4. “to accuse (Muhammad) of anti-Jewish prejudice” Schwartz is definitely low-balling the non-Muslim opinion here. More common accusations would be genocide, mass murder, anti-semitism, crimes against humanity, bloodlust, sadism, etc.
5. “he was fighting a religious war” True, and it was a war Muhammad started.
6. “in a part of the world without law” This is completely false. There were laws of warfare in Arabia at that time, accepted by all tribes, which Muhammad broke whenever he felt like it. If he heard a rumor that another tribe was thinking about breaking a treaty with him, that was all he needed to attack first. One of the most obvious facts about Muhammad is that he would break any law or tradition whenever it was in his interest. If criticized too much he would concoct a revelation afterwards to justify himself.
7. “leading men whose minds were illuminated…”
When you read this sentence, did you suffer whiplash from the 180 degree change of subject? What do Muhammad’s soldiers have to do with this? Is Schwartz trying to deflect blame? Is he implying that Muhammad wanted to be nice but that the soldiers wanted blood and Muhammad was afraid to deny them? But all Muslim accounts stress that the soldiers were fanatically loyal to their prophet; they would do whatever he ordered with no questions. Again, I have to ask, how did these soldiers, with their illuminated minds, end up in the middle of this argument? Elsewhere in his works, Stephen Schwartz, a longtime journalist, gives abundant evidence that he understands the concept of paragraph unity, so what is going on here?
I’m taking a wild guess, but I think that while he was writing this whitewash, the stress of doublethink, of self-induced schizophrenia finally became too much for Schwartz. He wanted to defend his beloved prophet, but some long repressed part of his mind realized he should not be giving Muhammad a free pass here. Because the horror didn’t end with the murder of a thousand men. Their wives and children were sold into slavery. A Jewish tribe of at least four thousand people was erased. That would have been one trainload to Auschwitz. It was genocide. And so, while trying to excuse it, his mind rebelled and he discovered that his fingers were typing something about soldiers with illuminated minds.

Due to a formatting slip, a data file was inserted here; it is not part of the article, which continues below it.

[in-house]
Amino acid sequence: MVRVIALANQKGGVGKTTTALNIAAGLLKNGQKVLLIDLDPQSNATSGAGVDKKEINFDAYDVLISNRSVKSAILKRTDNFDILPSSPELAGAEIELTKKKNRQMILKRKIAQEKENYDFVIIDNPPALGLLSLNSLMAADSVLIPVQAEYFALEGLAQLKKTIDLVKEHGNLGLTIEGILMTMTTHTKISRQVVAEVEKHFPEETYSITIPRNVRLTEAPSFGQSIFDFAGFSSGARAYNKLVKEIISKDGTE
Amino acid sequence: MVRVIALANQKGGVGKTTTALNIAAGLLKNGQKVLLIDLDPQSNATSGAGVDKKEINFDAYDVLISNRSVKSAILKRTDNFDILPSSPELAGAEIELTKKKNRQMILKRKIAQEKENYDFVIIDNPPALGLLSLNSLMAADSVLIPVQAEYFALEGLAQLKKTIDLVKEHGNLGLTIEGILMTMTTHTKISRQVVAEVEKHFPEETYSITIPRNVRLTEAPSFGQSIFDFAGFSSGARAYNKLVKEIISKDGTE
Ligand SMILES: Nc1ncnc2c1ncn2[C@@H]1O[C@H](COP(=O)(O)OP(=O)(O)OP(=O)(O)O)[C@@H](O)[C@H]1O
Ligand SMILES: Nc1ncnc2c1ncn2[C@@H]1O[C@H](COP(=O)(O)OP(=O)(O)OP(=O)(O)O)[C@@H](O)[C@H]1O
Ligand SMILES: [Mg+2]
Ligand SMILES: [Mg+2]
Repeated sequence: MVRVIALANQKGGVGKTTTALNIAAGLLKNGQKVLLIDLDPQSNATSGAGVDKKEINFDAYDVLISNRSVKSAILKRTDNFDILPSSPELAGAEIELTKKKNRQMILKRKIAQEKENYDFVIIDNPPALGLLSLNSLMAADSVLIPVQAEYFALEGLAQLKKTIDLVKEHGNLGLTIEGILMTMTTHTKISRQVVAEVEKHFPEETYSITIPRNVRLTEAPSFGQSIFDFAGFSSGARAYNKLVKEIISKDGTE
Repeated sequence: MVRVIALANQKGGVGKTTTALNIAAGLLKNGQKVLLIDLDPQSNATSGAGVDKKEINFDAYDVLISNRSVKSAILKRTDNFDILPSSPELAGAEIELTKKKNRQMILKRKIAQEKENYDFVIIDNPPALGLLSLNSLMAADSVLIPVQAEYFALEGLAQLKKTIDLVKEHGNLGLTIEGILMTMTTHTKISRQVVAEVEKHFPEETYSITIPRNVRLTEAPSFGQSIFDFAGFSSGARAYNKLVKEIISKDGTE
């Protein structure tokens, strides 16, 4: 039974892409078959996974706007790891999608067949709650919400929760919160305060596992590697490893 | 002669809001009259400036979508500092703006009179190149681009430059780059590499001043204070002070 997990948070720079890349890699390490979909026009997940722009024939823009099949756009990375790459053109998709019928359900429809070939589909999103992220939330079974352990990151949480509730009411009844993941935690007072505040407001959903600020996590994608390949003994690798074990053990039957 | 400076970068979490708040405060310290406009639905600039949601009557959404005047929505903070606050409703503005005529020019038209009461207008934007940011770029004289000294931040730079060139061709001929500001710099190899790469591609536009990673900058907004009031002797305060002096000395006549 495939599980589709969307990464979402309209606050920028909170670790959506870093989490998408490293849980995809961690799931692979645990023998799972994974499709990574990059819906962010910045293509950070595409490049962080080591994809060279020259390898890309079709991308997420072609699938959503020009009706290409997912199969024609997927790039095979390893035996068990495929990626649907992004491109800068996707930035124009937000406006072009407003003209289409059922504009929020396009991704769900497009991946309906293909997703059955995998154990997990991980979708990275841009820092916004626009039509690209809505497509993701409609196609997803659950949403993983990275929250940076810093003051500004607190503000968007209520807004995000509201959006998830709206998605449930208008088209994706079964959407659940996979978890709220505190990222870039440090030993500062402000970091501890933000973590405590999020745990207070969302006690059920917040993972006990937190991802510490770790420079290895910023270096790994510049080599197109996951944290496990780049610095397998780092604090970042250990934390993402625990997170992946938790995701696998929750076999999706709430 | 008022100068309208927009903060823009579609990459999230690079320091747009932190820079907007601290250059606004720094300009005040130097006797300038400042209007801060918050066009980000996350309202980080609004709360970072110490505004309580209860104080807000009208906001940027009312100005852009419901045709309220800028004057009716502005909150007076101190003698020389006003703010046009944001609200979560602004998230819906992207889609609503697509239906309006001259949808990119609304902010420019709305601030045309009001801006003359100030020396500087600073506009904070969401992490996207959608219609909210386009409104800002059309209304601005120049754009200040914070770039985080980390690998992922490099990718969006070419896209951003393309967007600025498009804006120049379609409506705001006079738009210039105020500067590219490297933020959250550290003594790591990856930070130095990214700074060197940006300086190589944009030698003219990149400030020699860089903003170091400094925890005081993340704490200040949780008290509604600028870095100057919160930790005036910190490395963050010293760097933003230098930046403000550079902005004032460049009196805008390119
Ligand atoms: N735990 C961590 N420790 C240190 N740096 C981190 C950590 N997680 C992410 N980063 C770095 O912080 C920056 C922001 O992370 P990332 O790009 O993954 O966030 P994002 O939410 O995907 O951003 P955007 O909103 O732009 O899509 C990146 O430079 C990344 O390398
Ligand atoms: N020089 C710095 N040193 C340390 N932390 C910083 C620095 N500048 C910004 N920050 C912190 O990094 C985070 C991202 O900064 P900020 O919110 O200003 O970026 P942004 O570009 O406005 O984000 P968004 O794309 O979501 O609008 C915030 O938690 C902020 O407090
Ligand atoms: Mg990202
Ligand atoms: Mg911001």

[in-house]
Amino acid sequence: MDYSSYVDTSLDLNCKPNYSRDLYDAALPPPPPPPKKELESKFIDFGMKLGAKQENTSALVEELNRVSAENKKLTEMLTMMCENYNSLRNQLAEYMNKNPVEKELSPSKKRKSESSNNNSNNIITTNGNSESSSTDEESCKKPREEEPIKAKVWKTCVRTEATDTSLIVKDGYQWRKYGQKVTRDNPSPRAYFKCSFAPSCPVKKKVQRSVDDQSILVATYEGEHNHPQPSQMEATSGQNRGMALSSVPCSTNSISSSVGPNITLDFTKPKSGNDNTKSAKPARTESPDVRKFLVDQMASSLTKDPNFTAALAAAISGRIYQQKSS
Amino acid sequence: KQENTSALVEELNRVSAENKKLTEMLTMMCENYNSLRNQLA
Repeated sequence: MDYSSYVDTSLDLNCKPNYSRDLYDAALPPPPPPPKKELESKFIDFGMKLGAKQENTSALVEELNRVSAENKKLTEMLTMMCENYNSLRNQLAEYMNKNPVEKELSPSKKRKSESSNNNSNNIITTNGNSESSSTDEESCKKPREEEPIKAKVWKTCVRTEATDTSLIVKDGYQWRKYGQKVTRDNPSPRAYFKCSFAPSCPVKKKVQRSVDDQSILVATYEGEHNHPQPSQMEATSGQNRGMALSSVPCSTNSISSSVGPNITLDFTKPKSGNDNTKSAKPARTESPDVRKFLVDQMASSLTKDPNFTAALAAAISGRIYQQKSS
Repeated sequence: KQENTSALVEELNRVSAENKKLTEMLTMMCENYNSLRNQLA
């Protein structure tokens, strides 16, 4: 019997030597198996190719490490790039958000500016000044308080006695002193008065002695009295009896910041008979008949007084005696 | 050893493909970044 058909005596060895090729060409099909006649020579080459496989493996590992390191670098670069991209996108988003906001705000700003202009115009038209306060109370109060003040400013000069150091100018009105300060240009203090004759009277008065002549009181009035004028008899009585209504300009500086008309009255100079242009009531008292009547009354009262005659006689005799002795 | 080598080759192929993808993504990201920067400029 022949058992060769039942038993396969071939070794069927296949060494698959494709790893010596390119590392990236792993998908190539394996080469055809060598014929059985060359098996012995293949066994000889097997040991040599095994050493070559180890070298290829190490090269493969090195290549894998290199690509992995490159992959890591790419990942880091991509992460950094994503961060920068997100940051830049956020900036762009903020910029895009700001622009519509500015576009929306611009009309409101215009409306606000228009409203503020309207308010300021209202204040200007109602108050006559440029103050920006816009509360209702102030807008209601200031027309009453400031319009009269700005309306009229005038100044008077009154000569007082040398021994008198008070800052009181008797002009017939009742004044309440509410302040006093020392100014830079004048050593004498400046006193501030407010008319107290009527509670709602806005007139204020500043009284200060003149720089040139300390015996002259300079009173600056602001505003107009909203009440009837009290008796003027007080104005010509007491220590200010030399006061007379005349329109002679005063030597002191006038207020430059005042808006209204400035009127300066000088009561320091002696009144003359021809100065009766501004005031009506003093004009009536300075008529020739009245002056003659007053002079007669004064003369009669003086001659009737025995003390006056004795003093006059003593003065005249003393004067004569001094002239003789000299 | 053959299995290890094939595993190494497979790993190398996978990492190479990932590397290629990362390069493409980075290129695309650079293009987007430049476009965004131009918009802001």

8. “he had against him his own kin and townsmen.” This is completely irrelevant. After the Battle of the Trench Muhammad was the evident master of Arabia. It didn’t matter than some of his neighbors and relatives were still against him. The disarmed prisoners of the Qurayzah were no threat to him. He could have chosen mercy but he preferred vengeance.
9. “Ambiguities in loyalty could no longer be tolerated.” This is the stupidest and yet most sinister sentence in the entire paragraph. Stupid, because ambiguity, or uncertainty, was not the problem. The loyalties of the Qurayzah were crystal clear. They were loyal to Moses, not Muhammad. Sinister, because here Schwartz revives one of the oldest slanders against the Jews. For thousands of years bigots in Europe who were irritated by the Jews’ attachment to their ancient nation of Israel concluded that they couldn’t really be equally loyal to Germany, or France or Poland. In the Soviet Union the codeword was “cosmopolitanism.” In fact Jews have always been the most law abiding people in every country where they have lived.
10.“But is has been observed that Muhammad fought people over their attitudes, not beliefs.” Really? And who has observed that? Has Stephen Schwartz observed that? No, because two sentences earlier, in the very same paragraph, we read that “(Muhammad) was fighting a religious war.” But now some nameless group of others appears (miraculously?), speaking in the passive tense, to disagree. No, it wasn’t really about religion at all
I apologize that my refutation is many times longer than the paragraph I am disagreeing with, but it takes a lot of disassembling to unpack all the lies, evasions and dishonesty packed into those few sentences. The thought processes of a true believer are tortuous and the motives incomprehensible, thankfully, to most people, but here we can see just how hard a zealot will work to erase the truth and defend the indefensible.